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Archive, backup and data protection for media professionals (Part 1-3)

3 minute read
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This is our essential new series, written by data specialist Dr Marc M. Batschkus. Part 1: Solid Backup of Productions and Assets.

"Backups are one area where paranoia is prudent.“
James Pond

Securing data means to copy. Copiare is the Latin word for copy by hand. When in former times books were copied manually, today we have to take care of our files.

This way production data stays available even when something unforeseen happens.

One of the most overlooked factors is the cost of downtime. Potential loss of trust by clients also makes it worth to plan ahead and build a robust data management procedure.

Both terms, backup and archive turn up in this context. The seeming similarity sometimes leads to misunderstandings. A quick glace at their differences makes it clearer.

The backup secures regularly and automatically the files of the ongoing production. It overwrites itself when the specified retention time is reached (e.g. after 3 months).

This retention time specifies how long one can go back in time to restore a lost or deleted file.

Only an automatic backup runs and protects even when the production schedule gets tight. The best time to have it run is when the network and workstations have lesser load.

In contrast to this, the archive is a data migration, moving finalized productions to the long-term storage. The archive grows continuously and is the central reference for all completed projects and their assets.

As a positive side effect, the archive reduces file count and load on the production storage. This reduces need for expansion oft he production storage. It also reduces the runtime of the backup.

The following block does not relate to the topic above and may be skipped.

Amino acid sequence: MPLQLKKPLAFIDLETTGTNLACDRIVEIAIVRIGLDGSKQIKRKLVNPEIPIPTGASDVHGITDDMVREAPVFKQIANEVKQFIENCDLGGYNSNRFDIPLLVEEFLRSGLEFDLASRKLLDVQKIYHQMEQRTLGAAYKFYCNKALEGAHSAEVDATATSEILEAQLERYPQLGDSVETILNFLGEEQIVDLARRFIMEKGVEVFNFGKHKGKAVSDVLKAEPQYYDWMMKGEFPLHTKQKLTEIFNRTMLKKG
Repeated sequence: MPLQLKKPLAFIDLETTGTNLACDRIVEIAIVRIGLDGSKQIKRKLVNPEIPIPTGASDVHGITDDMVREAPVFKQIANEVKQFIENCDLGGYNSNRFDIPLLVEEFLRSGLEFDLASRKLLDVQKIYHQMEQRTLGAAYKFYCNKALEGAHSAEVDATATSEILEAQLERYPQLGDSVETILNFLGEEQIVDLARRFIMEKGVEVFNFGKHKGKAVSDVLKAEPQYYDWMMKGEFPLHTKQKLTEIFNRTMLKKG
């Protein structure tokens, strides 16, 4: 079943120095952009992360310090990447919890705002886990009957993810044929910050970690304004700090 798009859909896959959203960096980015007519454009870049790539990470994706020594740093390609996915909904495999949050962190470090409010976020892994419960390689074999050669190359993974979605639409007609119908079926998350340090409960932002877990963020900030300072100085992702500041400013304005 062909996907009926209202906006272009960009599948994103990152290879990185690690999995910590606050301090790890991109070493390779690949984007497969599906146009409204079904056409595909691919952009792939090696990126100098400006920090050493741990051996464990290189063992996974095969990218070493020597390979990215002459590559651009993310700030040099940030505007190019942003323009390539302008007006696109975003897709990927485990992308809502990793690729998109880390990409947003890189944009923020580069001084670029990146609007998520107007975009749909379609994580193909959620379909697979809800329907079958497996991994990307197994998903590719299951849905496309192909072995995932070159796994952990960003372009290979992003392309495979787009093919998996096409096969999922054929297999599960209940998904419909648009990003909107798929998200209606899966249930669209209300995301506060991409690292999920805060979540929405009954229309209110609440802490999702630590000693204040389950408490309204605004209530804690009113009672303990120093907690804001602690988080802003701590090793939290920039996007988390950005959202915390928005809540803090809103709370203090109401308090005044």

Duplication of data of ongoing Production

Migration of finalized productions

Cyclic: overwriting itself when retention time is reached

Continuously growing

Automatic with schedule

Manual or Watch-Folder

Short to mid-term storage

Long-term storage

With backup there is one important and classic rule, the 3-2-1-backup-rule. It means that each important file needs to exist in 3 copies on 2 different storage media, one of which needs to be offsite.

Only the offsite storage protects against any local incidents and disasters and thus creates maximum security. Keeping the offsite copy also offline protects against cyber threats. More on that later.

The 3-2-1-Backup Rule

3 copies of each important file, one primary and two secondary.

2 different storage media or technologies to protect against any technology related incidents, bugs or failures

1 copy stored offsite (e.g. outside of the office or studio) to protect against local incidents.

One special kind of backup is data availability or cloning. With time critical data and workflows the best solution is to replicate or clone the complete production storage. Especially if multiple people are depending on the production storage (e.g. a SAN or NAS shared storage) this helps to prevent downtime.